Archive for July, 2011

A continuacion…

Day 5 is underway of the #blessing experiment on Twitter (I don’t use my phone much on weekends, so no tweets, really), and it’s continuing to have interesting effects.  For those interested and tweet-able, I’m @cjlehi; follow me at your own risk.

One of the things that has occurred to me about this is that one acquires a certain reputation from doing it.  The rep is that I am a positive guy.  I tweet blessings.  I’m constantly looking for blessings, for positive things to communicate to the world.  I am doing this in what I lovingly call Channel Three, which is the most public of all the ways to communicate.  I am globally declaring that I have blessings and that I notice those blessings.  I am going to do this for two weeks, but the reality is that once I start doing this it is likely that I will continue, unless it absolutely does not work at all, and it’s already a bit late for that to be the case.

I will be encouraged to continue because I have staked out some ground here.  Nobody else that I know is doing anything like this; at least, the #blessing hashtag is not what you’d call overused, and nobody else on earth is numbering them off every day to keep track (at least not on Twitter).   I confess I would like to be known for being a positive person.  Therefore the odds are that this will become my thing, my schtick, my modus operandi.

Today is every bit as good as day 4.  It is officially a trend.  Time will tell if it is a pattern, or possibly even a system.  But I’m hopeful.

Happy Birthday to You!

Last night, I completed my 43rd year on the planet.

I’m disgusted.

No, I take that back.  I’m moderately disappointed.  I thought I’d be more than I am, after this long.  To quote Kathleen Kelly from You’ve Got Mail, “I lead a small life – well, valuable, but small – and sometimes I wonder, do I do it because I like it, or because I haven’t been brave? So much of what I see reminds me of something I read in a book, when shouldn’t it be the other way around?”

I still can’t watch the scene from that movie where she closes her little store without tears running down my face.  I’ve had to do that, to kill something I loved because to keep it alive was to cause it suffering to no purpose.  I’ve survived almost nine years in the mortgage industry, but our modest and occasional successes have not really filled in the holes left by the much more frequent times things were bad.  We’ve done okay.  I call it “moderately unsuccessful”.  We have done good, quality work and helped a lot of people that wouldn’t otherwise have been served, but we’ve never managed to make a real success of it.  Very recently, the good work I thought I was doing, in an area I thought I was good at, turned out not to be valued by people I consider my friends.  That hurt a good deal, and still does.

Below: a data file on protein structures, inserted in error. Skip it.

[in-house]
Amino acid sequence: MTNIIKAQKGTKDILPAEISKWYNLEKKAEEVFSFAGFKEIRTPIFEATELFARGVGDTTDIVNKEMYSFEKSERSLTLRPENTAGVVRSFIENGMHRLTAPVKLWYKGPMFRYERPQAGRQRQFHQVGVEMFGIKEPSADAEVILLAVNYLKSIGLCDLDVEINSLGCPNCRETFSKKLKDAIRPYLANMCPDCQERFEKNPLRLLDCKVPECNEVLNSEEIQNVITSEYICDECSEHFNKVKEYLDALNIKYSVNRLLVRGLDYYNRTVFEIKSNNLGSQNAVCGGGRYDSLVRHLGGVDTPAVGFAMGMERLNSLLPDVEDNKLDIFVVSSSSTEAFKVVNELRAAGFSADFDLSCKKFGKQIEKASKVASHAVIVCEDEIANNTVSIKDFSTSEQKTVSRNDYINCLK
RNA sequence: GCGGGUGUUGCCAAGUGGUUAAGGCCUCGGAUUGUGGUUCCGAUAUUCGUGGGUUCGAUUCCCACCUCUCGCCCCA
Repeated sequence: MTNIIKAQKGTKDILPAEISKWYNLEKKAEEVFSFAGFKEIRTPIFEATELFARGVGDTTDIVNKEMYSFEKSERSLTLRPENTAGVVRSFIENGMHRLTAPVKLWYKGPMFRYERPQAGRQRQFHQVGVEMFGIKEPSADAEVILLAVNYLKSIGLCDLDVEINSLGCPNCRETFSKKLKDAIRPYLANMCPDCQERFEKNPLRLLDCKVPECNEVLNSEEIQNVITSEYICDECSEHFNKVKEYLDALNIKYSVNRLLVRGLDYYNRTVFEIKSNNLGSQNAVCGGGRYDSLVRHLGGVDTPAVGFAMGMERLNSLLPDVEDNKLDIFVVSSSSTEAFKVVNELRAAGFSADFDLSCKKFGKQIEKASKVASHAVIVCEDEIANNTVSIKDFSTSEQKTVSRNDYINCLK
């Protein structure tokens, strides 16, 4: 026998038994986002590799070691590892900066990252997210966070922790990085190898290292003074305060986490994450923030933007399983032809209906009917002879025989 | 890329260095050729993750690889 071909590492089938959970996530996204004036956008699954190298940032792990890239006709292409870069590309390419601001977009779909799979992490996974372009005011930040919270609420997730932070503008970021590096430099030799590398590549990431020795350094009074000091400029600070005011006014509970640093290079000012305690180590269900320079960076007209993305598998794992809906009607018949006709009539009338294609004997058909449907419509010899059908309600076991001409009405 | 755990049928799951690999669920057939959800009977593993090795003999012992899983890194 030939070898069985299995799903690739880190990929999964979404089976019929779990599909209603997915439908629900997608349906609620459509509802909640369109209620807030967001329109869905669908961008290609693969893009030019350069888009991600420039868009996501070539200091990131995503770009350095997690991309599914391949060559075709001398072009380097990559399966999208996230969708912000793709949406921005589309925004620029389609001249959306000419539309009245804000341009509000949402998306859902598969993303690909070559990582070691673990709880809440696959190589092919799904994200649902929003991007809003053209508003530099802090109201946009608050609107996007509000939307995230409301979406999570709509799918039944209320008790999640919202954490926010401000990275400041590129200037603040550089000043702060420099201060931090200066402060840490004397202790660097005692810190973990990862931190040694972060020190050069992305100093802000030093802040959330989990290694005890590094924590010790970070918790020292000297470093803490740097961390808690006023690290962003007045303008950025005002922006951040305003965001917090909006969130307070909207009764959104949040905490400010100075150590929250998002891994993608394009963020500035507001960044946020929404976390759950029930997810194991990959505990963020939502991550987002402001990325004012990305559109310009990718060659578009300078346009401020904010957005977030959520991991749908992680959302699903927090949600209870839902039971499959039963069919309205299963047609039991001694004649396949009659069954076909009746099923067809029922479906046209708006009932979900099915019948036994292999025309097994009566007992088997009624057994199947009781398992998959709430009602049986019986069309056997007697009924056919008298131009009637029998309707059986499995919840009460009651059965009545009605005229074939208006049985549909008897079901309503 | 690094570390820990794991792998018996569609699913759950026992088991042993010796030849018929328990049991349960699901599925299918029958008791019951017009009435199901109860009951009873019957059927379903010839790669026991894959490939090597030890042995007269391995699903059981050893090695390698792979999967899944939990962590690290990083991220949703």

Most everything else in my life is better than that, but again, I’m so far short of excellence in so many areas.  The fact is that I haven’t even reached for excellence.  I treat my wife well, and we love each other, but couldn’t I be better?  I’m a good father to my many children, but every softball season I’m reminded that I haven’t had a catch with any of my kids…ever.  In a thousand little ways, practically every day, I’ve put them second and third and eighteenth.  I pray, but not as hard as I could.  I read the scriptures every day, but they slide past my eyes without impression.  I write, but I don’t dare to try doing it for money.  What if I’m not as good as I think I am?

As I consider this, though, I’m reminded of a quote by C.S. Lewis, one of my favorites: The real test of being in the presence of God is that you either forget about yourself altogether or see yourself as a small, dirty object. It is better to forget about yourself altogether.

Now, I find myself in the presence of God quite a lot.  I invite Him here, and I try to welcome Him when He comes.  My wife and children, and so many of my friends, are among His greatest warriors, and their presence invites His.  So I see myself as a small, dirty object extremely often.  But then, the truth of it is that if we are honest, we all do.  We all know we’re not what we could be.  We all know we could be doing better than we are.

The key for me today and all days is to forget myself altogether.  Since I can’t stop myself from thinking – I’ve tried, and it only works when I’m watching Michael Bay movies – I had better get in the habit of thinking about you instead.

So happy birthday to you!